If you are the sole operator of your Box, you know that you retain your clients based on your ability to maintain great relationships and deliver the results they are seeking. Your actions alone – personality, coaching style, etc. – affect your ability to retain your clients. If you employ even a single staff member to help coach classes, you as the owner are no longer the sole factor contributing to client retention.
As your instructors coach, they too form relationships with your clients and contribute either positively or negatively to retention. Sure, you may have one staff member who is responsible for calling or reaching out to folks who haven’t attended in the last week – and yes, those phone calls and emails do help keep your clients engaged. But, that’s just one piece to the retention puzzle, as every interaction a client has with a staff member contributes to his or her feeling about your business and has an effect on whether or not that client chooses to stay.
This is particularly important for CrossFit gyms where clients are interacting with your staff and your business multiple times a week. You might visit your hair salon once every eight weeks for your cut and color, but fitness clients are frequent visitors, coming two, three, even six days a week. These frequent interactions cumulatively affect the client experience and ultimately your retention rates.
As much as we might want to make one person responsible for keeping our clients engaged with our business, it really falls on everyone.
Here are some key interactions that are important to get right:
- A prospective client calls for more. How does the staff member answer the phone and address the prospect’s questions? First impressions are everything, and impressions on a phone call are no different.
- The new client shows up for her first workout. How is she greeted? Does the instructor take time during the warm-up to introduce everyone and make the new client feel welcome?
- Class structure and programming. Are you providing the coaching that your clients are paying for? Or do they show up to find the workout written on the whiteboard, no organized warm-up, no skill review and no coaching during the workout? Classes should be well organized, and clients should be provided instruction during workouts.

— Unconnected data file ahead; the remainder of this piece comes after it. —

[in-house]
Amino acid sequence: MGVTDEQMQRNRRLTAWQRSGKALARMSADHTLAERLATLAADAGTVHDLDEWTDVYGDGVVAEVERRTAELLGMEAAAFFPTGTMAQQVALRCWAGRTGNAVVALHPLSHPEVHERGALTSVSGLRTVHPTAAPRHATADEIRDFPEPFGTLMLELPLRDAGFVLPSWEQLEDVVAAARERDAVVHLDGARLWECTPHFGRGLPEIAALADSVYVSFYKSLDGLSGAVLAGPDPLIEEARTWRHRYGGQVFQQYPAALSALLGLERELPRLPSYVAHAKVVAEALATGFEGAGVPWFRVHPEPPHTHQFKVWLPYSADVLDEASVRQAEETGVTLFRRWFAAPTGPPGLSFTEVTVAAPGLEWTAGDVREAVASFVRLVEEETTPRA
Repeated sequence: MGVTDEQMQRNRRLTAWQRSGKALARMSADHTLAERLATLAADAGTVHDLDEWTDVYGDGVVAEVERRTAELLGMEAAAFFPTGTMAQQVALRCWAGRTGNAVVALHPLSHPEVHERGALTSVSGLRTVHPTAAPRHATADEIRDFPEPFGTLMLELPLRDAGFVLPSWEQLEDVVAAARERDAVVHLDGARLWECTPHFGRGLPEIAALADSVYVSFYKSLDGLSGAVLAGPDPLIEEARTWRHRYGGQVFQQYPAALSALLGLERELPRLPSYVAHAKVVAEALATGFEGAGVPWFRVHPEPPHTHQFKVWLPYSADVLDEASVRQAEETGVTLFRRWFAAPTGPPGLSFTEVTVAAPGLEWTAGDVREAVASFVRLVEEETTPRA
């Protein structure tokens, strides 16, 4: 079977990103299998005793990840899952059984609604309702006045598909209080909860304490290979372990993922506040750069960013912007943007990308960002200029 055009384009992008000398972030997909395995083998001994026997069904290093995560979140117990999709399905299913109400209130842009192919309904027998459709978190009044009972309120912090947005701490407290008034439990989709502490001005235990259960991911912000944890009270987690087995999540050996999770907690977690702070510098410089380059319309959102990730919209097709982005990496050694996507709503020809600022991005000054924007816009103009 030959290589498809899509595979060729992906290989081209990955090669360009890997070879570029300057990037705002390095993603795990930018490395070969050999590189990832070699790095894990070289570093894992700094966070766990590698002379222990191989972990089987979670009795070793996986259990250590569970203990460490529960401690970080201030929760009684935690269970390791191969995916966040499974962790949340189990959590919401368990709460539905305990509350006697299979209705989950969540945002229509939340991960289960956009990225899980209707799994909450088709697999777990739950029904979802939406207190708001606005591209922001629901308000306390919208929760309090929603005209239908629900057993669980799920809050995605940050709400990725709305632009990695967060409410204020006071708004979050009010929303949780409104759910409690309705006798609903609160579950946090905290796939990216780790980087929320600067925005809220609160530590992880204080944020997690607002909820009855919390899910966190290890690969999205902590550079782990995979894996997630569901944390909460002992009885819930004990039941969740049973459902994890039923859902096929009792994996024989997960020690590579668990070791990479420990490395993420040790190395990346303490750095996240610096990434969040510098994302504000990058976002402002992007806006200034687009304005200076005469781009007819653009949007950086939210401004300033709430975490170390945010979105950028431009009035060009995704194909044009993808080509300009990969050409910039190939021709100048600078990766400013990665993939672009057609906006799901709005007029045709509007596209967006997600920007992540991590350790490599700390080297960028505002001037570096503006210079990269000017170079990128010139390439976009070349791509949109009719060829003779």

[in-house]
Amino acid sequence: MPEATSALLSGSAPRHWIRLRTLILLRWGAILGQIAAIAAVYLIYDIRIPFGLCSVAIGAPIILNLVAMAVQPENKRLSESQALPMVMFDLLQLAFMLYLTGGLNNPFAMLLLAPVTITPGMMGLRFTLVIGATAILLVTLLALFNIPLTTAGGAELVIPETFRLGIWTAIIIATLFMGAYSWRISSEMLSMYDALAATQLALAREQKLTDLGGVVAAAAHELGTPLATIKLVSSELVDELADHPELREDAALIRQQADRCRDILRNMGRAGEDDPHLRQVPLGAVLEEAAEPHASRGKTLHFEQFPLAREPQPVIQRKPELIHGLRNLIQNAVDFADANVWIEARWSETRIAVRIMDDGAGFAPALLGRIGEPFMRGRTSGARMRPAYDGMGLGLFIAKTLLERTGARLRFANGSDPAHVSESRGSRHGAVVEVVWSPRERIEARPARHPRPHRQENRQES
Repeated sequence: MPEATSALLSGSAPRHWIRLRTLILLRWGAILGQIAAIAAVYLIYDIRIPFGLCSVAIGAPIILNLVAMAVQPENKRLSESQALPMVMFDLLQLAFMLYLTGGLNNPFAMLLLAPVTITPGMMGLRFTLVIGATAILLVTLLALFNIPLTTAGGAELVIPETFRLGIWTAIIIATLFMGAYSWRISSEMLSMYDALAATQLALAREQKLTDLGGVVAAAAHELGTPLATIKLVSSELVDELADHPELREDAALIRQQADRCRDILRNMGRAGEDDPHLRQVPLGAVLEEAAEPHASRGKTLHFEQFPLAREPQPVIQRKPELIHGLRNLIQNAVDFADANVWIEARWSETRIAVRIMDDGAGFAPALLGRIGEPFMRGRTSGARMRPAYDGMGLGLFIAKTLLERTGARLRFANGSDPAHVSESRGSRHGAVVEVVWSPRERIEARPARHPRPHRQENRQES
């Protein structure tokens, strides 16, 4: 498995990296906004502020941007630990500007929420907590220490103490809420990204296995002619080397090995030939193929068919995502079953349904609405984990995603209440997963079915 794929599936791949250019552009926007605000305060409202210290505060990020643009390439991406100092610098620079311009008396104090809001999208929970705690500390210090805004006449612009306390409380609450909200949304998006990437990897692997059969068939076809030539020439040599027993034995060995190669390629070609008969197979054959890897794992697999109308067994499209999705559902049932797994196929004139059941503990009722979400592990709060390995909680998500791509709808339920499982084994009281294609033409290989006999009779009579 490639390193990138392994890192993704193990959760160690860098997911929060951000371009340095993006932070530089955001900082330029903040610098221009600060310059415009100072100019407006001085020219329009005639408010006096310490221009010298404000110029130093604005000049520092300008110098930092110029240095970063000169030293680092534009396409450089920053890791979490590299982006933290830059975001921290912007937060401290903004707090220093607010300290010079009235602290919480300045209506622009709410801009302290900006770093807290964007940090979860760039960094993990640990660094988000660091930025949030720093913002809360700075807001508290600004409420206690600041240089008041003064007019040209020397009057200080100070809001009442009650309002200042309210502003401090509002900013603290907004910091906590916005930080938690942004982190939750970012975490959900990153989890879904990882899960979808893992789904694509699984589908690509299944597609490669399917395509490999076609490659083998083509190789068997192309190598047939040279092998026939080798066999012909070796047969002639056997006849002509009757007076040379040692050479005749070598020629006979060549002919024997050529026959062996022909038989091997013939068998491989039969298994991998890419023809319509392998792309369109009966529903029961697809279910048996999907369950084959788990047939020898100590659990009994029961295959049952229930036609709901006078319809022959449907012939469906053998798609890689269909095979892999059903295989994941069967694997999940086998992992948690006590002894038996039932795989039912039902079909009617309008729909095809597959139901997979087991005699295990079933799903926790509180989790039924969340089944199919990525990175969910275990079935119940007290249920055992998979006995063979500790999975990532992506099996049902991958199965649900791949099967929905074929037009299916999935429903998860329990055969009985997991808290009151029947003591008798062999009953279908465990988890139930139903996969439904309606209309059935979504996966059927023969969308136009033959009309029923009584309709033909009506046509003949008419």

- Is it fun? Yes, fun is an important factor in retention. Exercise for many is a chore already. If the class is not presented in an enjoyable manner, it can be that much harder to get your clients to show up. If your classes are overly technical and your instructors are shy or lacking in a sense of humor, it can be a tough sell for even the most motivated clients. Technical material can be made insanely fun if the Coach has a great personality.
- Punctuality and professionalism of instructors. Are your Coaches on time to the classes and appointments they teach? Are they professional in their interactions with clients? It’s important for your instructors to be aware of their “audience.” You might have a private training client who curses frequently, and in your private sessions that may be OK. However, an instructor in a group setting needs to be a bit more mindful of her language.
- Cleanliness and vibe. Are you keeping your space tidy and organized? Or are the floors dirty, the garbage overflowing, paper towels dispensers empty in the bathroom and equipment in disarray throughout the facility? You may have a dedicated cleaning service that cleans a couple times a week, but everyone on your team can help keep things organized and tidy between cleanings. Taking the time to pick up a towel on the floor or return an out-of-place dumbbell to its proper home has an impact on the overall aesthetics of your facility, and your client’s perception of your business.
There are also a number of retention intangibles, many of which may be beyond your control. But if you carefully choose your instructors and create a client-focused environment, you’ll have created a team of retention specialists – and will have no trouble growing and retaining your client base.
By Front Desk HQ. For more information, visit http://hubs.ly/H03nYSB0.